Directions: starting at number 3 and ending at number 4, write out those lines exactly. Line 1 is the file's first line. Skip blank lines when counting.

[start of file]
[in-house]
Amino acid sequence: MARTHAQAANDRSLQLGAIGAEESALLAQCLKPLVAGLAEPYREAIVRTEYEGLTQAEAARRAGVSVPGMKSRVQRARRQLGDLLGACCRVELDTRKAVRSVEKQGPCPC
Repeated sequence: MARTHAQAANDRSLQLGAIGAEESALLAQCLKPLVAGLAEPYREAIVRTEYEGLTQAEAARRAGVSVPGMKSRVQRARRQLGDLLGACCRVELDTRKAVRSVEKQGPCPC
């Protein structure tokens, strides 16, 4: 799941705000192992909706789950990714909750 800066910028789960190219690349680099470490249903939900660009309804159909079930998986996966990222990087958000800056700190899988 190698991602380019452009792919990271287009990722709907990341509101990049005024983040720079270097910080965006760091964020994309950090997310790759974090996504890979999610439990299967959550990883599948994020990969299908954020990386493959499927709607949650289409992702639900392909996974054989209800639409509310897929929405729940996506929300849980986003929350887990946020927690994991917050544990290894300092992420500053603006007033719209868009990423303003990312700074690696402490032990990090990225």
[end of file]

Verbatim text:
Repeated sequence: MARTHAQAANDRSLQLGAIGAEESALLAQCLKPLVAGLAEPYREAIVRTEYEGLTQAEAARRAGVSVPGMKSRVQRARRQLGDLLGACCRVELDTRKAVRSVEKQGPCPC
């Protein structure tokens, strides 16, 4: 799941705000192992909706789950990714909750 800066910028789960190219690349680099470490249903939900660009309804159909079930998986996966990222990087958000800056700190899988 190698991602380019452009792919990271287009990722709907990341509101990049005024983040720079270097910080965006760091964020994309950090997310790759974090996504890979999610439990299967959550990883599948994020990969299908954020990386493959499927709607949650289409992702639900392909996974054989209800639409509310897929929405729940996506929300849980986003929350887990946020927690994991917050544990290894300092992420500053603006007033719209868009990423303003990312700074690696402490032990990090990225």